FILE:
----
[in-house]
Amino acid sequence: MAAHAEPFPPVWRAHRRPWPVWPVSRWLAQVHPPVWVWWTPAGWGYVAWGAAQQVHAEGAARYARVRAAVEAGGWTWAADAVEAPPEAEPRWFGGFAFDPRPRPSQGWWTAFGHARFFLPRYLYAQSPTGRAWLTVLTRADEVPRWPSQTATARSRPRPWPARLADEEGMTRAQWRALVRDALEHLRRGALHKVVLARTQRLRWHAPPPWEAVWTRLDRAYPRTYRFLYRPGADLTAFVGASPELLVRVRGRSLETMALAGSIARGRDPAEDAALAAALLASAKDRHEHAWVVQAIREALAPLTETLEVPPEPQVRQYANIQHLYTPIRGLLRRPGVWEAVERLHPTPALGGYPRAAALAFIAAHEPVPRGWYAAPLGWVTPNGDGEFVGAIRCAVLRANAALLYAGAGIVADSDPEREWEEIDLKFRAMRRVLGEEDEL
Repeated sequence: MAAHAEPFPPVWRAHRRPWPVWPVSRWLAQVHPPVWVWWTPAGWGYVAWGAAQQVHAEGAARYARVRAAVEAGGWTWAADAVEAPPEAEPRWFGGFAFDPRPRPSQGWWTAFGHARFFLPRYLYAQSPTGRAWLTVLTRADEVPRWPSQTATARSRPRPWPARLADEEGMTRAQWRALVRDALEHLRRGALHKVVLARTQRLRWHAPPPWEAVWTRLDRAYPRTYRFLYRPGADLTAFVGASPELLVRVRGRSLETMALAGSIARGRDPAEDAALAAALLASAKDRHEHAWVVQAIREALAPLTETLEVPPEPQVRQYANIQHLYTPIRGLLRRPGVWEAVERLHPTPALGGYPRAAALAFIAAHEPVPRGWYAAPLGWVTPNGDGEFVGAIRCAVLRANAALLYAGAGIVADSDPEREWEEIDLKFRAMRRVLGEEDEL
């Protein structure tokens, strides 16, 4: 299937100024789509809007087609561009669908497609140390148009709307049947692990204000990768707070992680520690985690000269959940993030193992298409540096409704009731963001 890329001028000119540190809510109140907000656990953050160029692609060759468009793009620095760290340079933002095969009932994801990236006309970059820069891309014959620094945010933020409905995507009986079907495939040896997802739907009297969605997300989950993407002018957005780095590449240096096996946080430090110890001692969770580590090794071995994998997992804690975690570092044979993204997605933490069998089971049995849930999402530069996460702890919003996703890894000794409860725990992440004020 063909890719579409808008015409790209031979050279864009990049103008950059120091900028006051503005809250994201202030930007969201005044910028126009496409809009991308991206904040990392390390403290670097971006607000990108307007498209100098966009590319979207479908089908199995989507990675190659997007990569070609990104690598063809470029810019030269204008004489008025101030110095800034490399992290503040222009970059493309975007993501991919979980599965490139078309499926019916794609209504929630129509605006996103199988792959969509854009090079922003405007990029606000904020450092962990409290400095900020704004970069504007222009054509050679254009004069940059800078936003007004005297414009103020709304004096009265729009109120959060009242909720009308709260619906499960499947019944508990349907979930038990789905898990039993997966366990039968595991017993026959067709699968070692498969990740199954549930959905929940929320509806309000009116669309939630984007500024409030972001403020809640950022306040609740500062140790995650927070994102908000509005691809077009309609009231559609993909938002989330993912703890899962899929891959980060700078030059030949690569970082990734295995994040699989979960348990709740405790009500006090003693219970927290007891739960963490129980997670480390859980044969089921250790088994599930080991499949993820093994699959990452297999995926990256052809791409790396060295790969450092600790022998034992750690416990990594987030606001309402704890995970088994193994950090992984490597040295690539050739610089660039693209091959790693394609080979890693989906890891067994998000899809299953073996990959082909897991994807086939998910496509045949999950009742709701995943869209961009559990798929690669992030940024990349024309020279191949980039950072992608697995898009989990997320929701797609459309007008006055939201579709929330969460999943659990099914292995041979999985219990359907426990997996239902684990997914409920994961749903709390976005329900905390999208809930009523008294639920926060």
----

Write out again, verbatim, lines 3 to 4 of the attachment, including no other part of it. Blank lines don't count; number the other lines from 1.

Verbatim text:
Repeated sequence: MAAHAEPFPPVWRAHRRPWPVWPVSRWLAQVHPPVWVWWTPAGWGYVAWGAAQQVHAEGAARYARVRAAVEAGGWTWAADAVEAPPEAEPRWFGGFAFDPRPRPSQGWWTAFGHARFFLPRYLYAQSPTGRAWLTVLTRADEVPRWPSQTATARSRPRPWPARLADEEGMTRAQWRALVRDALEHLRRGALHKVVLARTQRLRWHAPPPWEAVWTRLDRAYPRTYRFLYRPGADLTAFVGASPELLVRVRGRSLETMALAGSIARGRDPAEDAALAAALLASAKDRHEHAWVVQAIREALAPLTETLEVPPEPQVRQYANIQHLYTPIRGLLRRPGVWEAVERLHPTPALGGYPRAAALAFIAAHEPVPRGWYAAPLGWVTPNGDGEFVGAIRCAVLRANAALLYAGAGIVADSDPEREWEEIDLKFRAMRRVLGEEDEL
């Protein structure tokens, strides 16, 4: 299937100024789509809007087609561009669908497609140390148009709307049947692990204000990768707070992680520690985690000269959940993030193992298409540096409704009731963001 890329001028000119540190809510109140907000656990953050160029692609060759468009793009620095760290340079933002095969009932994801990236006309970059820069891309014959620094945010933020409905995507009986079907495939040896997802739907009297969605997300989950993407002018957005780095590449240096096996946080430090110890001692969770580590090794071995994998997992804690975690570092044979993204997605933490069998089971049995849930999402530069996460702890919003996703890894000794409860725990992440004020 063909890719579409808008015409790209031979050279864009990049103008950059120091900028006051503005809250994201202030930007969201005044910028126009496409809009991308991206904040990392390390403290670097971006607000990108307007498209100098966009590319979207479908089908199995989507990675190659997007990569070609990104690598063809470029810019030269204008004489008025101030110095800034490399992290503040222009970059493309975007993501991919979980599965490139078309499926019916794609209504929630129509605006996103199988792959969509854009090079922003405007990029606000904020450092962990409290400095900020704004970069504007222009054509050679254009004069940059800078936003007004005297414009103020709304004096009265729009109120959060009242909720009308709260619906499960499947019944508990349907979930038990789905898990039993997966366990039968595991017993026959067709699968070692498969990740199954549930959905929940929320509806309000009116669309939630984007500024409030972001403020809640950022306040609740500062140790995650927070994102908000509005691809077009309609009231559609993909938002989330993912703890899962899929891959980060700078030059030949690569970082990734295995994040699989979960348990709740405790009500006090003693219970927290007891739960963490129980997670480390859980044969089921250790088994599930080991499949993820093994699959990452297999995926990256052809791409790396060295790969450092600790022998034992750690416990990594987030606001309402704890995970088994193994950090992984490597040295690539050739610089660039693209091959790693394609080979890693989906890891067994998000899809299953073996990959082909897991994807086939998910496509045949999950009742709701995943869209961009559990798929690669992030940024990349024309020279191949980039950072992608697995898009989990997320929701797609459309007008006055939201579709929330969460999943659990099914292995041979999985219990359907426990997996239902684990997914409920994961749903709390976005329900905390999208809930009523008294639920926060």